Focussing on towns where competition is minimal, and efficient sourcing are key strengths.
When consumers cut back on purchases in the face of rising costs, as is the scenario currently, apparel is among the first in the firing line.
Most listed branded apparel players have been struggling for several quarters on end. The vast unbranded — and unorganised — market, which is also cheaper often benefits as a result.
V-Mart Retail derives a good chunk of revenues from unbranded apparel retail. The company is also cushioned by being a retailer of household and grocery staples too.
Using equity infusions to fund the majority of its expansion leaves it with low debt. Sticking to Tier II and Tier III towns where competition is minimal, and which allows sourcing efficiencies is another advantage.
The company’s initial public offer (IPO) is priced between Rs 195 and Rs 215. The offer discounts estimated earnings for FY-14 by 15.3 to 16.8 times on a post-issue equity.
But the company is not immune to consumers deferring purchases, with revenues taking a severe hit in the previous slowdown. Consumer confidence is now ebbing across the board, with even staple FMCG sales witnessing a squeeze, and this is not restricted to urban cities alone.
The retail space is rife with over-priced stocks, and V-Mart’s IPO valuations are already on a par with closest comparable peers. Further, the company has limited scale of operations and will sport a small-cap tag, post-listing.
Given the risks and the high valuations, only those investors with stomach for high risk and a medium term perspective can subscribe to the IPO. Investors are also advised against taking a large exposure in the IPO.
Good product mix
Apparel is the single biggest revenue contributor at 60-68 per cent over the past five years. The segment also offers the highest margins (around 34 per cent), which have remained steady over the years.
The next largest contribution is from FMCGs, personal care products and household care. The share of this segment has fluctuated between 19 and 30 per cent over the years.
But V-Mart does not have the kind of trade terms with FMCG distributors which organised retailers usually have, that entail higher margins and special incentives.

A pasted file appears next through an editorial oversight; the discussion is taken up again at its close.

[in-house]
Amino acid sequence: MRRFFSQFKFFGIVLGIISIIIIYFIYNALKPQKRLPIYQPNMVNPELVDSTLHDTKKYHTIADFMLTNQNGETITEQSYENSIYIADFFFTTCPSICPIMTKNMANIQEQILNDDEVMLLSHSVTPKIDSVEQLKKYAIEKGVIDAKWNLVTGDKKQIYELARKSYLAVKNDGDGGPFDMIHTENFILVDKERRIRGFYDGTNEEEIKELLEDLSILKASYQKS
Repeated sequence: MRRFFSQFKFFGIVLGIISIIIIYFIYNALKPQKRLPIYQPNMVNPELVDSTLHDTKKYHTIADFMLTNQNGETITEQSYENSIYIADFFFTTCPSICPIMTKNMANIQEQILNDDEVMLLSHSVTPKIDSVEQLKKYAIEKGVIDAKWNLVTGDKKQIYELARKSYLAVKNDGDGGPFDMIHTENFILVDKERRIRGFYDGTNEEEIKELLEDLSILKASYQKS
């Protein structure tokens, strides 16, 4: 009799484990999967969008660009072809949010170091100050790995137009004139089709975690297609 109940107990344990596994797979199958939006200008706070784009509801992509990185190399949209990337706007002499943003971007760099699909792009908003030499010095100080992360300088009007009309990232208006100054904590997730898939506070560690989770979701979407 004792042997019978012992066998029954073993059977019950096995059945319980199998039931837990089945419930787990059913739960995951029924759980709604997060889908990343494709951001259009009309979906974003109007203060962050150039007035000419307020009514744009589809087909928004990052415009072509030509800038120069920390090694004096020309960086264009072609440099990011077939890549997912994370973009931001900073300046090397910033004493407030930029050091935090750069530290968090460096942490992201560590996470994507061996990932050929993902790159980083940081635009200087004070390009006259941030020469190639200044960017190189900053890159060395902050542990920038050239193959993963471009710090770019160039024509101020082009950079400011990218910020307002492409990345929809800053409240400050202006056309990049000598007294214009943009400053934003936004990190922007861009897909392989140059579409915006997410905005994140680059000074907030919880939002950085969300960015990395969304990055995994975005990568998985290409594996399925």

The segment has the lowest margins (around 13 per cent). These margins have also been steadily declining.
The remaining revenues come from home merchandise and accessories such as shoes, bags, toys, stationery and so on. Such a mix of discretionary and staple products could tone down the effects of consumers tightening purse-strings.
V-Mart has a chain of 62 stores, concentrated in the northern and western parts of the country. It will utilise Rs 70 crore, most of which will come from the IPO and a pre-IPO issue, to open 60 stores by FY-15.
New stores are set to be opened in smaller towns and cities in regions such as West Bengal, Assam and Uttarakhand where the company has no presence yet, besides existing markets such as Uttar Pradesh, Gujarat and Rajasthan.
Such a strategy of focusing on smaller towns is quite sensible. For one, it will have a first-mover advantage in establishing presence and its brands since national retailers are yet to tap into these markets.
Two, lease rentals here will be lower than in Tier I cities. Three, the company bunches store locations of about 150-200 km from each other, allowing economies in sourcing and distribution. Four, competition is relatively lower than Tier I cities.
But consumers in these cities are still vulnerable to rising costs, and the weak consumer confidence now will have an effect.
Same-store sales growth, or the growth in sales for stores open more than a year, dipped sharply in FY-12 and has shown only a slight improvement in the eight months to November 2012.
Revenues have grown at an annualised 25 per cent over the past three years to Rs 282 crore in FY-12. In the same period, net profits have doubled annually on economies in staff costs and other expenses to Rs 11 crore.
Operating margins meanwhile improved from 6 per cent in FY-09 to 10 per cent in FY-12. Margins are on par with retail peers.
Debt-equity ratio was at 0.6 times at end-November 2012, lower than most retail peers. Post the issue, debt-equity will go down to 0.21 times.
This leaves the company in a comfortable position with regard to funding expansion outside the scope of the issue objects.
Interest costs also don’t weigh too much. Net profit margins for the eight months to November ’12 stood at 5 per cent due to higher depreciation and taxes.
Given the working-capital intensive nature of the business, the company plans to utilise Rs 10 crore towards funding working capital for this fiscal.
Working-capital cycle has remained more or less steady over the years, and is on a par with its retail peers.
The company will also spend Rs 4.4 crore on developing distribution centres, either by expanding the current four centres or adding to this number.
The offer is open till February 5. On offer are 44.96 lakh shares, of which 17.35 lakh shares are an offer for sale by a private equity investor.
Anand Rathi is the lead manager to the issue.
From this issue, the company will raise around Rs 88-97 crore, (including the offer-for-sale).